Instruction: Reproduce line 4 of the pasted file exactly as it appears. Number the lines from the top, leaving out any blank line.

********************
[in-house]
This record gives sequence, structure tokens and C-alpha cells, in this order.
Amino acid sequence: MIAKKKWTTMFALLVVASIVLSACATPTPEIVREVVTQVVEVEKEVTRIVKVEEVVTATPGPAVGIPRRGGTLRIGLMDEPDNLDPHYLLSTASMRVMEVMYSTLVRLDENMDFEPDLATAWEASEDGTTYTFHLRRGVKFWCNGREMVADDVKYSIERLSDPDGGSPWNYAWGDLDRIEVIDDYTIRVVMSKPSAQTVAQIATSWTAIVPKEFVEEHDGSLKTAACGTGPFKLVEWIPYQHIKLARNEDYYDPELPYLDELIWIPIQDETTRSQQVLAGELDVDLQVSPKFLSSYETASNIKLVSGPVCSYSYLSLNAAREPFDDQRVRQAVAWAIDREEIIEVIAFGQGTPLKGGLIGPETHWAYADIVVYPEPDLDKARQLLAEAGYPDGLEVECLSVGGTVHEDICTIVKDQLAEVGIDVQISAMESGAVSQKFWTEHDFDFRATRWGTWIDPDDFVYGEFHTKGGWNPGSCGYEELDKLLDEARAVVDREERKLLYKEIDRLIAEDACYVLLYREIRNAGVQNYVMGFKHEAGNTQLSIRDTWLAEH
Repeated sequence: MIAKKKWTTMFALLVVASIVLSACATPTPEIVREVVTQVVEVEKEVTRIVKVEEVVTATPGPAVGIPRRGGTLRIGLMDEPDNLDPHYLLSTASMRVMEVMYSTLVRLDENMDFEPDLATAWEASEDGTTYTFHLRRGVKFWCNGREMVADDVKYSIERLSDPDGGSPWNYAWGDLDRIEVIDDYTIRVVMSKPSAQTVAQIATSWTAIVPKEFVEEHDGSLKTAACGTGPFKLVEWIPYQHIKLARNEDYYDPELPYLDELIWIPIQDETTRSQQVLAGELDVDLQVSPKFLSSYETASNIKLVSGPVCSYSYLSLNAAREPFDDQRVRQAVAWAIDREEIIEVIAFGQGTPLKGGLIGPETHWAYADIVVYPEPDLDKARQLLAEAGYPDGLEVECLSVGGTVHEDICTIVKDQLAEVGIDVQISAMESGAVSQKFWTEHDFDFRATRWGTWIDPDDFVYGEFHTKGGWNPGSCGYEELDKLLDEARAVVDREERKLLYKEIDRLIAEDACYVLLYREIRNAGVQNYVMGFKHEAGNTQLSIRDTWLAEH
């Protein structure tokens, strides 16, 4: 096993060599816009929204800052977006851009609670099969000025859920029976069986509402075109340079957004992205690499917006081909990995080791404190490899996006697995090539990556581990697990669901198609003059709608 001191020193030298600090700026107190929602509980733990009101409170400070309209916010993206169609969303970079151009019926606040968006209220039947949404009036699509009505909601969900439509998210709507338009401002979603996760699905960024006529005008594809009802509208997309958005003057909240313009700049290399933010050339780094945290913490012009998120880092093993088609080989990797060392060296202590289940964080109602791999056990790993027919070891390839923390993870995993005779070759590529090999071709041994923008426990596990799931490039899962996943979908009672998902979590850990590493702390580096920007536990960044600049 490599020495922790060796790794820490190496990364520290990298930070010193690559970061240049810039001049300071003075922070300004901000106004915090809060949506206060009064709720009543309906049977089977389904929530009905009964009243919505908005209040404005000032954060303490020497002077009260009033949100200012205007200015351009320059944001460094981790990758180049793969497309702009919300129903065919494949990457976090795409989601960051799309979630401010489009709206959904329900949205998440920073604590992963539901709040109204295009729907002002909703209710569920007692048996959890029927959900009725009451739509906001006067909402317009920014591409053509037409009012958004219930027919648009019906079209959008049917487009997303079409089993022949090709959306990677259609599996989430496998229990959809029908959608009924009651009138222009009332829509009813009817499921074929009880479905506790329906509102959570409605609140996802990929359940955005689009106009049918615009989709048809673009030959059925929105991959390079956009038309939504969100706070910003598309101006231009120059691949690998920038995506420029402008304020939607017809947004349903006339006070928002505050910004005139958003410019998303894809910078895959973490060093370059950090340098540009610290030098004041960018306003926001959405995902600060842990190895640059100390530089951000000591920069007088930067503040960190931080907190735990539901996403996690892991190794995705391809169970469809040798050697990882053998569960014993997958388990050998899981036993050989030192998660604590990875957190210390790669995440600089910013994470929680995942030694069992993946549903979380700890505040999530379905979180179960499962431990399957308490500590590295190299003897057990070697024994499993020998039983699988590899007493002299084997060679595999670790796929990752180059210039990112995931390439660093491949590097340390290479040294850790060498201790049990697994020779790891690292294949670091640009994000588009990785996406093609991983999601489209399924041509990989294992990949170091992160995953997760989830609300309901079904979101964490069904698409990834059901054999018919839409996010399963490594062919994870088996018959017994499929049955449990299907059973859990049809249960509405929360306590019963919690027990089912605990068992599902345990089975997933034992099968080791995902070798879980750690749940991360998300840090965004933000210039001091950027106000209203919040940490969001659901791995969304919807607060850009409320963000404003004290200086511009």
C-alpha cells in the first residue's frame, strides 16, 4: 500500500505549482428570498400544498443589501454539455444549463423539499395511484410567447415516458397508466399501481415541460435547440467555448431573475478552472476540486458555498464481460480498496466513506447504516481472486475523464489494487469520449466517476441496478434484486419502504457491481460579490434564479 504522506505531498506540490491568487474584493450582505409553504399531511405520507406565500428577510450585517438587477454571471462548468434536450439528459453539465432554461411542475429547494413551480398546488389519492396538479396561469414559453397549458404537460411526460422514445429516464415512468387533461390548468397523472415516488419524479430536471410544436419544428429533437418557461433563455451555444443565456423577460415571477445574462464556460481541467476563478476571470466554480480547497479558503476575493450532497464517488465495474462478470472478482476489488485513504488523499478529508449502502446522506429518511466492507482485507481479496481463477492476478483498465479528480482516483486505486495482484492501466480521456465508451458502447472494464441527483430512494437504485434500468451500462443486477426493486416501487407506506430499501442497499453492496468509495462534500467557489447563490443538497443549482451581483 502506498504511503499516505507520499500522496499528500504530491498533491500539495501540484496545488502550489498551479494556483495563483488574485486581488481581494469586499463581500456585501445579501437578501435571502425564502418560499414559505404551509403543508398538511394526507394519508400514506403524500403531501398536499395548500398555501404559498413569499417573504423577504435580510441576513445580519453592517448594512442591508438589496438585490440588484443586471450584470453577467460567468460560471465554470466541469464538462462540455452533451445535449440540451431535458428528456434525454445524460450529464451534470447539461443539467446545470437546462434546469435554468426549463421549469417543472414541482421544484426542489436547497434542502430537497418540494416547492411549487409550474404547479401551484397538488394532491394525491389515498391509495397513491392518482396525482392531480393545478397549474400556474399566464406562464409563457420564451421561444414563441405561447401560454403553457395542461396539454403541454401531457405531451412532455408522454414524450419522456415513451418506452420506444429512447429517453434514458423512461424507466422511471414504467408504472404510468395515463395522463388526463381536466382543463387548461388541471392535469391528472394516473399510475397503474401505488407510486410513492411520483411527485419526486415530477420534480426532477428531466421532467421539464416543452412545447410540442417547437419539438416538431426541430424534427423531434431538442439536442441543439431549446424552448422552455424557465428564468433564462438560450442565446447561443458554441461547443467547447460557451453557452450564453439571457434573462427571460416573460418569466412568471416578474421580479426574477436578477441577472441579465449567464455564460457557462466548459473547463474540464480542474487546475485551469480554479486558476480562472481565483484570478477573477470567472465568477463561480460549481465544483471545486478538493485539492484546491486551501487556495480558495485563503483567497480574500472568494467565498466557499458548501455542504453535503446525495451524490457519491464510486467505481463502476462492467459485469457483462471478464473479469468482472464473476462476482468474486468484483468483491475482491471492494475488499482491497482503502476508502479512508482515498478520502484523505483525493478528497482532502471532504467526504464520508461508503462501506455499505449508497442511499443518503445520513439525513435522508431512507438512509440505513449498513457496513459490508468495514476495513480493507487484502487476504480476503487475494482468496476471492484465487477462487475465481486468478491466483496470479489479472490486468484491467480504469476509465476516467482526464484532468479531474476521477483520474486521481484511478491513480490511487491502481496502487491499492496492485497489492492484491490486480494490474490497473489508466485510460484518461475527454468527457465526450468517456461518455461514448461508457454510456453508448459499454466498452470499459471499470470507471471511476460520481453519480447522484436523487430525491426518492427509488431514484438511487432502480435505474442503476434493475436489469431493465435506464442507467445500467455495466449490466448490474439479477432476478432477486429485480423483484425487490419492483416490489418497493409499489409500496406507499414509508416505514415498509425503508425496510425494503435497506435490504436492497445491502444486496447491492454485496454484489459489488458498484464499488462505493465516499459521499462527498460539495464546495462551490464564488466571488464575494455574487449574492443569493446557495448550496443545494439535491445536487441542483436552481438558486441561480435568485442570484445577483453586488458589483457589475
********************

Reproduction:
Repeated sequence: MIAKKKWTTMFALLVVASIVLSACATPTPEIVREVVTQVVEVEKEVTRIVKVEEVVTATPGPAVGIPRRGGTLRIGLMDEPDNLDPHYLLSTASMRVMEVMYSTLVRLDENMDFEPDLATAWEASEDGTTYTFHLRRGVKFWCNGREMVADDVKYSIERLSDPDGGSPWNYAWGDLDRIEVIDDYTIRVVMSKPSAQTVAQIATSWTAIVPKEFVEEHDGSLKTAACGTGPFKLVEWIPYQHIKLARNEDYYDPELPYLDELIWIPIQDETTRSQQVLAGELDVDLQVSPKFLSSYETASNIKLVSGPVCSYSYLSLNAAREPFDDQRVRQAVAWAIDREEIIEVIAFGQGTPLKGGLIGPETHWAYADIVVYPEPDLDKARQLLAEAGYPDGLEVECLSVGGTVHEDICTIVKDQLAEVGIDVQISAMESGAVSQKFWTEHDFDFRATRWGTWIDPDDFVYGEFHTKGGWNPGSCGYEELDKLLDEARAVVDREERKLLYKEIDRLIAEDACYVLLYREIRNAGVQNYVMGFKHEAGNTQLSIRDTWLAEH